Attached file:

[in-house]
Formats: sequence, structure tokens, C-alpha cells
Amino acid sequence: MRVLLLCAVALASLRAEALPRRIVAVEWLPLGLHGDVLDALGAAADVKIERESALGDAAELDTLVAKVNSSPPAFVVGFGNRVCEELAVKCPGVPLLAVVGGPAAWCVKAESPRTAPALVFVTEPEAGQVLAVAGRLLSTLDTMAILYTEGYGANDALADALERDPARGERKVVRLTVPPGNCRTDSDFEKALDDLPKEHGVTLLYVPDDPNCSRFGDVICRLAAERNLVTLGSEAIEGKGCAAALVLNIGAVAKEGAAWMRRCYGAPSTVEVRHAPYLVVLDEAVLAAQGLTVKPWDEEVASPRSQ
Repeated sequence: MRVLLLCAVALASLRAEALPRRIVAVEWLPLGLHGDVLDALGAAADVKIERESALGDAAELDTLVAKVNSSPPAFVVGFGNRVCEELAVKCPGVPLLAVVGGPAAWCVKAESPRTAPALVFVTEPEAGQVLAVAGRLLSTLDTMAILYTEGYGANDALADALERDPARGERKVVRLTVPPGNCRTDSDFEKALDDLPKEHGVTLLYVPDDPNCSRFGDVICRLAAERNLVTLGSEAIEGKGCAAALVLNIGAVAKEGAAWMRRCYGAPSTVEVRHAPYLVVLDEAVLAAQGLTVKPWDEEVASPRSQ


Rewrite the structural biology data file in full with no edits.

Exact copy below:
[in-house]
Formats: sequence, structure tokens, C-alpha cells
Amino acid sequence: MRVLLLCAVALASLRAEALPRRIVAVEWLPLGLHGDVLDALGAAADVKIERESALGDAAELDTLVAKVNSSPPAFVVGFGNRVCEELAVKCPGVPLLAVVGGPAAWCVKAESPRTAPALVFVTEPEAGQVLAVAGRLLSTLDTMAILYTEGYGANDALADALERDPARGERKVVRLTVPPGNCRTDSDFEKALDDLPKEHGVTLLYVPDDPNCSRFGDVICRLAAERNLVTLGSEAIEGKGCAAALVLNIGAVAKEGAAWMRRCYGAPSTVEVRHAPYLVVLDEAVLAAQGLTVKPWDEEVASPRSQ
Repeated sequence: MRVLLLCAVALASLRAEALPRRIVAVEWLPLGLHGDVLDALGAAADVKIERESALGDAAELDTLVAKVNSSPPAFVVGFGNRVCEELAVKCPGVPLLAVVGGPAAWCVKAESPRTAPALVFVTEPEAGQVLAVAGRLLSTLDTMAILYTEGYGANDALADALERDPARGERKVVRLTVPPGNCRTDSDFEKALDDLPKEHGVTLLYVPDDPNCSRFGDVICRLAAERNLVTLGSEAIEGKGCAAALVLNIGAVAKEGAAWMRRCYGAPSTVEVRHAPYLVVLDEAVLAAQGLTVKPWDEEVASPRSQ